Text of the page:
Removing constructed items is trickier than it seems

The Associated Press
Friday October 13, 2000

Hidden Nail Trick 

Pulling a cracked, warped or badly stained wood shingle without disturbing others isn’t too tough. But because shingles are nailed on in successive courses (the nails are covered by the shingles above), installing a replacement shingle is a little tricky. 

Here’s how to do it: Slip the new shingle underneath the course above it, stopping when its butt (lower) edge is three-quarters of an inch below the shingles on either side. Next, drive two nails up at an angle through the new shingle and into the wall so the heads are flush. Place the nails just beneath the shingle butt of the course above. Then, use a 2x4 block and hammer to drive the shingle up the last three-quarters of an inch. The nailheads will slide up and disappear under the shingles above. 

Removing Damaged Nuts 

Eventually you’ll come across an impossible-to-loosen hex nut. It might be encrusted with rust or rounded off so badly that no wrench or locking pliers will help. Before reaching for the hacksaw to cut through the bolt, try this last-ditch remedy. Squirt a little penetrating oil (such as Liquid Wrench) onto the threads of the bolt near the nut; allow it to soak in for about five minutes. Then, hold a cold chisel nearly perpendicular on the nut and tap it several times with a hammer to cut a deep groove. Now tilt the chisel to about 20 or 25 degrees and strike it several more times. The idea isn’t to cut through the nut but to break its bond so you can then spin it off by hand or with pliers. Just be sure that you’re driving the nut in a counterclockwise direction.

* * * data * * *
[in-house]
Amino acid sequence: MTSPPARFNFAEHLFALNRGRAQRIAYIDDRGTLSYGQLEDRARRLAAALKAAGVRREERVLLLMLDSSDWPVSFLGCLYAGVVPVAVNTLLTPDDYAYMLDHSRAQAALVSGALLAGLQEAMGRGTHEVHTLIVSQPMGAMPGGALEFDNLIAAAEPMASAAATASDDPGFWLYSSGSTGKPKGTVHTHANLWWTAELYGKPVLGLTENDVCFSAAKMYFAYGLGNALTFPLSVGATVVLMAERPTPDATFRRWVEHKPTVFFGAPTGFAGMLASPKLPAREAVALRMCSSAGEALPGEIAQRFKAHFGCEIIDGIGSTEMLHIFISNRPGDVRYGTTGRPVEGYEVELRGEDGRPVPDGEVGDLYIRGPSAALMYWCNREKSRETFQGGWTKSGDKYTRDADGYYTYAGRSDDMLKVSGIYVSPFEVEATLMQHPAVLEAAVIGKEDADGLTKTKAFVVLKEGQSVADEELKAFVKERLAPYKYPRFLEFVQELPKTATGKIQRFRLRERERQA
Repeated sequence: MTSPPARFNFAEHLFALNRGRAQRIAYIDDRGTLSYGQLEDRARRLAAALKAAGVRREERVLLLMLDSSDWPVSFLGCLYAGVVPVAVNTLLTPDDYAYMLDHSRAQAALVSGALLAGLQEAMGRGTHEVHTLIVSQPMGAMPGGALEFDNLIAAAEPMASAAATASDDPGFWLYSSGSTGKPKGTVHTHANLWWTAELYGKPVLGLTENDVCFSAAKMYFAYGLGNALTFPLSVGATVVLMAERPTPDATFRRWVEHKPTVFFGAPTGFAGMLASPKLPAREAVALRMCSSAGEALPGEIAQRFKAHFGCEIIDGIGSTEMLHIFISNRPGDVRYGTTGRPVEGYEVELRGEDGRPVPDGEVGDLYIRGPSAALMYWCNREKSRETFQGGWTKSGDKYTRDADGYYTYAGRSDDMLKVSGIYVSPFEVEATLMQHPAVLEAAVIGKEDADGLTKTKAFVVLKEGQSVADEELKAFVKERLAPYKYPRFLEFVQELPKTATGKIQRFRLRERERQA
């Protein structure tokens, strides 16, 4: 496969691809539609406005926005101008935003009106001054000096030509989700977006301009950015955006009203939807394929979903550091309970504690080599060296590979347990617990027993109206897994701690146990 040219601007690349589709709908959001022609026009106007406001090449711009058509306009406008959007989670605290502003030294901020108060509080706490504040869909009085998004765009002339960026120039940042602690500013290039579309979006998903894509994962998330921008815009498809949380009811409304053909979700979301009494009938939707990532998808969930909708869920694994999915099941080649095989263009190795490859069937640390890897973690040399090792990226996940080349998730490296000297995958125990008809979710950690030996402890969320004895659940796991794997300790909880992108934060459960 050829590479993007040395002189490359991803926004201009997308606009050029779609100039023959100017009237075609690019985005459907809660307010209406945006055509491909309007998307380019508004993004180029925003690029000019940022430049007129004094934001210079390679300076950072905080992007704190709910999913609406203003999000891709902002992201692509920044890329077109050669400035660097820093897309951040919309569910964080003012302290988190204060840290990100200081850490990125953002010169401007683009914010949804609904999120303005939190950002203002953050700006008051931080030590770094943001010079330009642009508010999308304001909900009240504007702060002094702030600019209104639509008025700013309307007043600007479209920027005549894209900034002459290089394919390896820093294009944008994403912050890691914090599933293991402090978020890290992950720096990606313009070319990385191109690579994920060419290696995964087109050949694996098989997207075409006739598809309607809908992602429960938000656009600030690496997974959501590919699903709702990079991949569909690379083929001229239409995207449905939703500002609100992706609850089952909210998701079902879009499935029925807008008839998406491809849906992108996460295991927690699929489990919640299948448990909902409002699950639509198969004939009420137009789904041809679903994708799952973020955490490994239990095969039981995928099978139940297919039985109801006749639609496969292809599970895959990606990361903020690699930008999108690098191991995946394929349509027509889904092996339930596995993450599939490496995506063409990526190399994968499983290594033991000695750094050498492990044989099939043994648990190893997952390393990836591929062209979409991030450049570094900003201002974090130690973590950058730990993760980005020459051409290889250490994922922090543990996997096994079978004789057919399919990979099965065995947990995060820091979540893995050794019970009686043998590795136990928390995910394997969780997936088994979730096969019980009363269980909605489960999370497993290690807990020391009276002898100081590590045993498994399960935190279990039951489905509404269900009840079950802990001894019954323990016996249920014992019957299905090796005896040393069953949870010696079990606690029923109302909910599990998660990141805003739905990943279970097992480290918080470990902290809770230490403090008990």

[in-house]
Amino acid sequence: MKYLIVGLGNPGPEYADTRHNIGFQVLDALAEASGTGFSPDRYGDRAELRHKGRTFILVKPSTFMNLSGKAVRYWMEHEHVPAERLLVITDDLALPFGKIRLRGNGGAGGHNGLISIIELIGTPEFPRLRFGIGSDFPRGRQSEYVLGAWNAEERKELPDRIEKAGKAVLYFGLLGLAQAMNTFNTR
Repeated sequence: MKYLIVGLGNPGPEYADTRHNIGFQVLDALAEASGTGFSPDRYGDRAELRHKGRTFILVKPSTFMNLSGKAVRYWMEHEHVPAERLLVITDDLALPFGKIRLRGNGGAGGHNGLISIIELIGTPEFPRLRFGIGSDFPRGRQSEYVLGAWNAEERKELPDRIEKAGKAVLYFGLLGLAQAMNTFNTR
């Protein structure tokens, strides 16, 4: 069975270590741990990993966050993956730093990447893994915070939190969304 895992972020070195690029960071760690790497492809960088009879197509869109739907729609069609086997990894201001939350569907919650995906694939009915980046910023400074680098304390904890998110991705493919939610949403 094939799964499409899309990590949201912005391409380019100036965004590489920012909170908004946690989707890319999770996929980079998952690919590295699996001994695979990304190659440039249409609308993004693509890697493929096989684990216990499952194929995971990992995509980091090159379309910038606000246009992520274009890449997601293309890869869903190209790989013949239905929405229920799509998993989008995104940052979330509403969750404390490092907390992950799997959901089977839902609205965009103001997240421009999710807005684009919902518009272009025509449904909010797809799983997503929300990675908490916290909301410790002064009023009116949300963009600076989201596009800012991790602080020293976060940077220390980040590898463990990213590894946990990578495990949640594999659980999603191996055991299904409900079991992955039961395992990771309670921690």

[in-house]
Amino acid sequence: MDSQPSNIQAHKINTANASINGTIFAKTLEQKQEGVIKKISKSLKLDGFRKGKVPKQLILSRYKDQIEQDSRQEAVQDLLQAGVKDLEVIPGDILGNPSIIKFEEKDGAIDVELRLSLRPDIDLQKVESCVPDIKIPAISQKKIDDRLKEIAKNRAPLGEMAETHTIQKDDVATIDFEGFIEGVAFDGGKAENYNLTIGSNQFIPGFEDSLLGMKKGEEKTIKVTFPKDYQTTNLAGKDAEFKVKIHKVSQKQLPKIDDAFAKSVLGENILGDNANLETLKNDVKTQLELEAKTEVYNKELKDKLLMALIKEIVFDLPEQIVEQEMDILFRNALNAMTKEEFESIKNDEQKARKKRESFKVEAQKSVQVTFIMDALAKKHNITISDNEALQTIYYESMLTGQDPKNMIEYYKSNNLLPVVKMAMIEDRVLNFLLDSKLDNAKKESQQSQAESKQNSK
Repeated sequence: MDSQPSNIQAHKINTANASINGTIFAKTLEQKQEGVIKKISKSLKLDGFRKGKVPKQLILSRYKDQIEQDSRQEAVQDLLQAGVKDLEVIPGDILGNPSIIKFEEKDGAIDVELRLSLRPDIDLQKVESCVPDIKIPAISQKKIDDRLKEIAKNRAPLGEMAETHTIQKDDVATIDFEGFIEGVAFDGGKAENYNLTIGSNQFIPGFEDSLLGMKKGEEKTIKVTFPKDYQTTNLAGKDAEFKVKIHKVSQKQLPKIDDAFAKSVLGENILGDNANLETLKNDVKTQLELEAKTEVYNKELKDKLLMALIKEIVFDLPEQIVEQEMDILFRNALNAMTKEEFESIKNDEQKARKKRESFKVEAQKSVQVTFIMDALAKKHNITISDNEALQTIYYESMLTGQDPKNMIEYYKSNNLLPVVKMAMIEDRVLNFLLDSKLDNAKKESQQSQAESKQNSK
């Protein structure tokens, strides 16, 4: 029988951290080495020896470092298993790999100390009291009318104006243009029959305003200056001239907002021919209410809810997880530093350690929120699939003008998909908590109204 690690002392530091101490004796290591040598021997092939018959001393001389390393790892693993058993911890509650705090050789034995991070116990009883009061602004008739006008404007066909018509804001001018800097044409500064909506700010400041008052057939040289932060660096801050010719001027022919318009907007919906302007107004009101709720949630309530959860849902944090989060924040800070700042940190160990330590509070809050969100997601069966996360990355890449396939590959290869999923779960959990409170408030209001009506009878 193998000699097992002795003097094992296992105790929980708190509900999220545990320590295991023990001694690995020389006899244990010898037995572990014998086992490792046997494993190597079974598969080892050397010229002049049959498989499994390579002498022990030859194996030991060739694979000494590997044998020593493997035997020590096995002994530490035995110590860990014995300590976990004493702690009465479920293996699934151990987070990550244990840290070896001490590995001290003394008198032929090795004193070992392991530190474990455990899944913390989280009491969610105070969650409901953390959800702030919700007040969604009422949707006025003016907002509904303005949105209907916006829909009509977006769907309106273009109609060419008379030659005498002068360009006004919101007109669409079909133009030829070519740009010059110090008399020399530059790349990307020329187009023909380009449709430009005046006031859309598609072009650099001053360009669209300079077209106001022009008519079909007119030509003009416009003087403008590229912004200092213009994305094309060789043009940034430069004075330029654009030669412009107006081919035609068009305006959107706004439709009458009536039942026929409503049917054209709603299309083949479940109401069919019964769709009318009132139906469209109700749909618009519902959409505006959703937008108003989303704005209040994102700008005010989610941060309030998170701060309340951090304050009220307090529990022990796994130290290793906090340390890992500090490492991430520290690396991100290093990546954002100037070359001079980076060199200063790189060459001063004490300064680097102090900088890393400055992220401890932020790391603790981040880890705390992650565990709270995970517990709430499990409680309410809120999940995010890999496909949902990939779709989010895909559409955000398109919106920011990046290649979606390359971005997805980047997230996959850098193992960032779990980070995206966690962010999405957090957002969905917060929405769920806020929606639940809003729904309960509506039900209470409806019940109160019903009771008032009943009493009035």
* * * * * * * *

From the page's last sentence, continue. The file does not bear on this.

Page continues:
Caulking Deep Cracks 

You wouldn’t think there could possibly be a wrong way to caulk a crack if you just fill it up, but there is. You’re fine using a high-quality caulk on a crack that’s about one-eighth-inch wide by one-half-inch deep. But caulk alone should never be used to fill larger gaps. Wide, deep crevices must first be lined with a foam backer rod. Use a putty knife or wood shim to force the flexible backer rod down into the crack. Be sure that it’s about one-quarter inch below the surface. Then fill the crack with caulk. The backer rod will help support the bead and prevent the caulk from sinking down into the crack. This technique is especially useful when caulking around windows, doors and brick walls. Foam backer rod is sold in various diameters and lengths at hardware stores and home centers. 

Loosening Tough Knots 

To loosen a tough, tight knot in a rope, cable or twine, reach for your nailset. That’s right, an ordinary nailset – with its rigid shaft and narrow, tapering tip – is perfect for persuading stubborn knots apart. Start by forcing the tip into the heart of the knot. Wiggle it around a little, then force it in a little deeper. Continue in this manner until the entire tapered tip has passed through the knot. Now use your fingers or the tip of the nailset to “hook” one of the rope strands and pull straight back. At this point there’s usually enough slack so that you can easily untie the rope.  

Misting Mortar Joints 

Repairing a brick or concrete-block wall usually includes repointing the mortar joints – removing the worn or crumbling mortar and refilling the joints with new mortar. It’s a rather straightforward repair, but one critical step is often skipped. Before packing the new mortar into the cleaned-out joints, mist the area with a plant sprayer. The water will prevent the brick or block from sucking all the moisture out of the wet mortar. That will retard the curing process, strengthen the bond and help stop premature cracking